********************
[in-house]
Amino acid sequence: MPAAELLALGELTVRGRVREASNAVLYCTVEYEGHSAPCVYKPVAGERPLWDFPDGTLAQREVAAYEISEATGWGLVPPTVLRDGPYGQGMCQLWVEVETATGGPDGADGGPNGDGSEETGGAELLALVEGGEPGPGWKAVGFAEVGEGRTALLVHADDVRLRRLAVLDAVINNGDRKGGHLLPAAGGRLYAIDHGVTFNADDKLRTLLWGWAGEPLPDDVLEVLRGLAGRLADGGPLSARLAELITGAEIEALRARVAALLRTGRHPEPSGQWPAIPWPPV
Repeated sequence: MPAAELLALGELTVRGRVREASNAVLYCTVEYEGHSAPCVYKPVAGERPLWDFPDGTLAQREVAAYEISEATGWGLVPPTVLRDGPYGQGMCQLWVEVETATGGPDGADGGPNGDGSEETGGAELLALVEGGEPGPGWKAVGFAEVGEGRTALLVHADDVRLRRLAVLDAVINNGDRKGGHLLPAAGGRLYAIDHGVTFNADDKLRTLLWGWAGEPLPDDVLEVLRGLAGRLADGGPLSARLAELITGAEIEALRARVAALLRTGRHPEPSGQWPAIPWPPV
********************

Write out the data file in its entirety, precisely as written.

[in-house]
Amino acid sequence: MPAAELLALGELTVRGRVREASNAVLYCTVEYEGHSAPCVYKPVAGERPLWDFPDGTLAQREVAAYEISEATGWGLVPPTVLRDGPYGQGMCQLWVEVETATGGPDGADGGPNGDGSEETGGAELLALVEGGEPGPGWKAVGFAEVGEGRTALLVHADDVRLRRLAVLDAVINNGDRKGGHLLPAAGGRLYAIDHGVTFNADDKLRTLLWGWAGEPLPDDVLEVLRGLAGRLADGGPLSARLAELITGAEIEALRARVAALLRTGRHPEPSGQWPAIPWPPV
Repeated sequence: MPAAELLALGELTVRGRVREASNAVLYCTVEYEGHSAPCVYKPVAGERPLWDFPDGTLAQREVAAYEISEATGWGLVPPTVLRDGPYGQGMCQLWVEVETATGGPDGADGGPNGDGSEETGGAELLALVEGGEPGPGWKAVGFAEVGEGRTALLVHADDVRLRRLAVLDAVINNGDRKGGHLLPAAGGRLYAIDHGVTFNADDKLRTLLWGWAGEPLPDDVLEVLRGLAGRLADGGPLSARLAELITGAEIEALRARVAALLRTGRHPEPSGQWPAIPWPPV